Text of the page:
October 2, 1999 - The null Value | WebReference

October 2, 1999 - The null Value

Yehuda Shiran October 2, 1999
The null Value
Tips: October 1999

Yehuda Shiran, Ph.D.
Doc JavaScript

The value null is often used to initialize variables that do not have any special meaning. You can assign it to a variable using the standard assignment statement:

var name = null;

The null value is special in that it is automatically converted to initial values of other data types. When used as a number it becomes 0, when used as a string it becomes "", and when used as a Boolean value it becomes false. Since the source of many JavaScript errors is uninitialized variables, one of the common debugging techniques is to initialize all new variables with a null value.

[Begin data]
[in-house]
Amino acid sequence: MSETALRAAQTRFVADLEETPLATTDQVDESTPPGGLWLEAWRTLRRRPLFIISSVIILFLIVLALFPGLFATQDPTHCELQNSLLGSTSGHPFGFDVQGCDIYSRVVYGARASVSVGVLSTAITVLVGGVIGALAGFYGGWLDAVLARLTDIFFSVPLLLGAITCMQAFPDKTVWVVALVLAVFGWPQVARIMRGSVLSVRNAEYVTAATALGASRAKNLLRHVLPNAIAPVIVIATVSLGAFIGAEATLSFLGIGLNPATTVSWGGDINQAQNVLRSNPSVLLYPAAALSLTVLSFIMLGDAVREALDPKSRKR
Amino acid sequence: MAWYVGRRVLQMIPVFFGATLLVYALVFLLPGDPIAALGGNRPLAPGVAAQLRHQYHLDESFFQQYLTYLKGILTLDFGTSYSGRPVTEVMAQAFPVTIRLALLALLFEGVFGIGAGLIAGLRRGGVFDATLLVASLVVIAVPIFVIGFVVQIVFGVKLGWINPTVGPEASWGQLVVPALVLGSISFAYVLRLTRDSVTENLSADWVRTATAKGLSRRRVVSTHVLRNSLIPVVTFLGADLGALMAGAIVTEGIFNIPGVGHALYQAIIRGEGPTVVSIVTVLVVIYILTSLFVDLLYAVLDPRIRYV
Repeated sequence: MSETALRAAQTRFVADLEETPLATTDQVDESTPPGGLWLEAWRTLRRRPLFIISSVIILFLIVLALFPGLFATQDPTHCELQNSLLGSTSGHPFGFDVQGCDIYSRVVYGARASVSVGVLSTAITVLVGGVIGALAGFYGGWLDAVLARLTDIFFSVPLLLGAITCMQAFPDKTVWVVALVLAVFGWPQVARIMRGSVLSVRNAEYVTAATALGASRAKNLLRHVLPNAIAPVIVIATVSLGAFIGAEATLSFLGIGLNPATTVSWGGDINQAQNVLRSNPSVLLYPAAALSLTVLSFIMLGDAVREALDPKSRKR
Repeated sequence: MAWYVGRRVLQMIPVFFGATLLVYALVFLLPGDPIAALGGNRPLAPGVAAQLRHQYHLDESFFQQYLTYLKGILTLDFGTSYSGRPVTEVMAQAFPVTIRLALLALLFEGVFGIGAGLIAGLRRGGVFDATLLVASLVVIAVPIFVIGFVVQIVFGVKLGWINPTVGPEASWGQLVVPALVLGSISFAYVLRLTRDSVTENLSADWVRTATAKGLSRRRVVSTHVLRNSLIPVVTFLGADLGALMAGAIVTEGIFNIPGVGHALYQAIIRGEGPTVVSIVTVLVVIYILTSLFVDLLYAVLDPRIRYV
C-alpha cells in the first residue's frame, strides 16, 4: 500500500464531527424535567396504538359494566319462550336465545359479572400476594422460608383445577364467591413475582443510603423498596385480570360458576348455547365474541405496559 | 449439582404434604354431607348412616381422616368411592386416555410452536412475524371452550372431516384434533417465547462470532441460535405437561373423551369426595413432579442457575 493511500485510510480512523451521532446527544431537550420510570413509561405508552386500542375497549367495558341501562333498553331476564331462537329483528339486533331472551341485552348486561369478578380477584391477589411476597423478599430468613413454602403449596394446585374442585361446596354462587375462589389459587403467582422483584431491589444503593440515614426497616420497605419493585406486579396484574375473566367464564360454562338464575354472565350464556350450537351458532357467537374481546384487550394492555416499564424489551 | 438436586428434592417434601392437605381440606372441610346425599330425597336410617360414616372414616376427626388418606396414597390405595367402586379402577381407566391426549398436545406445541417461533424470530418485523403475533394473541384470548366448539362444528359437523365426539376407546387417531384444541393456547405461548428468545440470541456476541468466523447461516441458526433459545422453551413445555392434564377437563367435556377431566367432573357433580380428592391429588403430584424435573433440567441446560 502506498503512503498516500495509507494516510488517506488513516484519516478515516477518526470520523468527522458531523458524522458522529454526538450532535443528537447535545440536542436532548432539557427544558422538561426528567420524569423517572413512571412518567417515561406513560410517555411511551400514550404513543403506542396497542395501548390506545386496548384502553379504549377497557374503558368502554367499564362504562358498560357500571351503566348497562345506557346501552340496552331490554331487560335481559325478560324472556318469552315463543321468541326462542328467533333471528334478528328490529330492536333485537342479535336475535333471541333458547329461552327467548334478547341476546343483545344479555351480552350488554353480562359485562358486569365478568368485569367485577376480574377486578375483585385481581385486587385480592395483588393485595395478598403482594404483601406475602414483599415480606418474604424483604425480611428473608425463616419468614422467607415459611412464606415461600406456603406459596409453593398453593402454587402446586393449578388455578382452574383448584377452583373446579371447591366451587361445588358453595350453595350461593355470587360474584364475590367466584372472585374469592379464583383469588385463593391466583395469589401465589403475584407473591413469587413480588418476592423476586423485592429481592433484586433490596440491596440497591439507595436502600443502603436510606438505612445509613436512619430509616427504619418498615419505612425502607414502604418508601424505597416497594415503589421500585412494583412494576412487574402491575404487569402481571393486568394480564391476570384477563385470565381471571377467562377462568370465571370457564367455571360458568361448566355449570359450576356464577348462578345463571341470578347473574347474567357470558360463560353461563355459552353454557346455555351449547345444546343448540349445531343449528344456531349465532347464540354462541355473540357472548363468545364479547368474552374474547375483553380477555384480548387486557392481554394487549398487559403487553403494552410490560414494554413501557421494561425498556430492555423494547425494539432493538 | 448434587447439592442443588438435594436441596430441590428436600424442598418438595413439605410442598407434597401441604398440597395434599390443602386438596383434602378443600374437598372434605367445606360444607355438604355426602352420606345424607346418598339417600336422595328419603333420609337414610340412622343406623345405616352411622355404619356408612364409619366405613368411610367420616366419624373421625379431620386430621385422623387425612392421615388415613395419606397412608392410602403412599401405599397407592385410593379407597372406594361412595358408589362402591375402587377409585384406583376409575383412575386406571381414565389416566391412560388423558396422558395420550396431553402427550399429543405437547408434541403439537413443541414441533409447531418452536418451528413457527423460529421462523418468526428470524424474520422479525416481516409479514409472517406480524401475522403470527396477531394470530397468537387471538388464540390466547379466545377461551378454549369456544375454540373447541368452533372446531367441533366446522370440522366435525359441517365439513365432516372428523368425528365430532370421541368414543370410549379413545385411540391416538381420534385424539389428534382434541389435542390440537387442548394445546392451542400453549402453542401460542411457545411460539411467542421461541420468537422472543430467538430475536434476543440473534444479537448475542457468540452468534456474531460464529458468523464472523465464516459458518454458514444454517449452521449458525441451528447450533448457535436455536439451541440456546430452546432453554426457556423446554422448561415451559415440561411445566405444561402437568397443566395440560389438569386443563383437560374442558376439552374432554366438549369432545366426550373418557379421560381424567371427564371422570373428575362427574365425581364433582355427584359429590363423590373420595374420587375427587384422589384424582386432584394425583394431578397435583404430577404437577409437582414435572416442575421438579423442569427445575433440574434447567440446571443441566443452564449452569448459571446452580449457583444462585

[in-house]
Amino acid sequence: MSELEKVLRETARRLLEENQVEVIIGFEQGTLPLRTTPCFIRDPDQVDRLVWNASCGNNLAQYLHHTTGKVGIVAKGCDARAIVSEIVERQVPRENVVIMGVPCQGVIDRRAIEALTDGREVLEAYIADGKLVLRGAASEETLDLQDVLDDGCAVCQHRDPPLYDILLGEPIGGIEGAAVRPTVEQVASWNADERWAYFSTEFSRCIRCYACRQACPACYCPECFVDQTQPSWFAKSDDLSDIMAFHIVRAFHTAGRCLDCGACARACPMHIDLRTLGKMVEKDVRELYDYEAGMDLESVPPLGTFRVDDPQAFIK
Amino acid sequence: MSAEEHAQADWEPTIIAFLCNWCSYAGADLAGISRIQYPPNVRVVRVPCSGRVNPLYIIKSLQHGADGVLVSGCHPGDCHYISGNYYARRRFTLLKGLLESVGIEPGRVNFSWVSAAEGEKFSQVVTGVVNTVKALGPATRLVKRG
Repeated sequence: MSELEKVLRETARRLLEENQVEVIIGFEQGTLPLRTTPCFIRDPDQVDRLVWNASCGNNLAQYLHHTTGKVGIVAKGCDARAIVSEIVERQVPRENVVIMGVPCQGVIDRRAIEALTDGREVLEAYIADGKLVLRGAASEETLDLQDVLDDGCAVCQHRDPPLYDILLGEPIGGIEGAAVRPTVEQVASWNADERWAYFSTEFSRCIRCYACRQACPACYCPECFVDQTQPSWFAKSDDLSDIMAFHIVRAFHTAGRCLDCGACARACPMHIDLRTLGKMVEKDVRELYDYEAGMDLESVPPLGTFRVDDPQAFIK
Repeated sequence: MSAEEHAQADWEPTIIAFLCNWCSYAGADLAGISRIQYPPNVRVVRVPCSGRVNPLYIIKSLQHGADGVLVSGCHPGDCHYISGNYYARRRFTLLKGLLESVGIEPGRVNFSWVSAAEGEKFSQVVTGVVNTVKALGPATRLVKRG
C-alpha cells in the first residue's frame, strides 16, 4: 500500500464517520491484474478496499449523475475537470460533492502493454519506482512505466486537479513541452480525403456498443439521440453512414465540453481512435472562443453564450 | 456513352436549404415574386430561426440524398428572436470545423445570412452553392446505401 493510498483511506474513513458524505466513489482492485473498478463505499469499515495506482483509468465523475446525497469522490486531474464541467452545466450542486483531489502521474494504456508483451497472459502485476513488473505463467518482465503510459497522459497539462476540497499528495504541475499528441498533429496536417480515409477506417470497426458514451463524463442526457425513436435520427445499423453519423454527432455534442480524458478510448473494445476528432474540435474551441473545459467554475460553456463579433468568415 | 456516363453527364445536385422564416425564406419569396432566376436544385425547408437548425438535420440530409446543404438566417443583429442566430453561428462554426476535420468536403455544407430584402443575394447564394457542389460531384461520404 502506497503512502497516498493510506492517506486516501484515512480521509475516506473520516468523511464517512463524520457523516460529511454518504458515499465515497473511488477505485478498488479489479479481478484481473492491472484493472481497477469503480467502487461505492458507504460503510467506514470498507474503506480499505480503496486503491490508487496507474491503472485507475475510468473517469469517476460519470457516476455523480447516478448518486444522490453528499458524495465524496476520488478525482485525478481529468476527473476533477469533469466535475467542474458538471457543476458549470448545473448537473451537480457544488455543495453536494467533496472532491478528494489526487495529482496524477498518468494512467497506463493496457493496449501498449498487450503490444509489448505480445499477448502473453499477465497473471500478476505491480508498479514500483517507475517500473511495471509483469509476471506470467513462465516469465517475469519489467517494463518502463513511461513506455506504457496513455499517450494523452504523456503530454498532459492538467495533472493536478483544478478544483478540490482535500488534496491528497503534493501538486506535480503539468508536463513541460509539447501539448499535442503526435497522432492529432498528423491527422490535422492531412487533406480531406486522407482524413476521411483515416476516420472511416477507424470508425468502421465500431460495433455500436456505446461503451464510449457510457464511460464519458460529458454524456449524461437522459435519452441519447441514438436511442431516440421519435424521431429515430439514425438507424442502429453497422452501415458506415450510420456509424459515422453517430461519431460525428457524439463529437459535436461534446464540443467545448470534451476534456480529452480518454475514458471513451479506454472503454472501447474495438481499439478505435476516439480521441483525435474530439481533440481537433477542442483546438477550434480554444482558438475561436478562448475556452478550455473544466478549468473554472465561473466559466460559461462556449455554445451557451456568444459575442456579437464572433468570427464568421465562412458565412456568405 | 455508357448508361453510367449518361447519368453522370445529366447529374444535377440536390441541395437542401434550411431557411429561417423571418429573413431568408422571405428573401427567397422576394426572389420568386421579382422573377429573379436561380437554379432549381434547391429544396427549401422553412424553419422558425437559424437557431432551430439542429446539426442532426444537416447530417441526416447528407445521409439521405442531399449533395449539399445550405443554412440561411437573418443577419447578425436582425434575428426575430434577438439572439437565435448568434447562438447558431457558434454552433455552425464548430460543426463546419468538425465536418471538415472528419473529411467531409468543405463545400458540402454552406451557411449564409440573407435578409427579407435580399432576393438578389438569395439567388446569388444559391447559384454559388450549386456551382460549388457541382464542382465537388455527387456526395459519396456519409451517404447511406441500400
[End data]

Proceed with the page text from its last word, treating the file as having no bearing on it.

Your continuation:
The JavaScript interpreter uses the null value on two occasions:

  1. Built-in functions return null under certain circumstances.
  2. Non-existent properties evaluate to
  3. null.

When checking for a null value, you should check if it is false:

if (!name) {

or if it is null:

if (name == null) {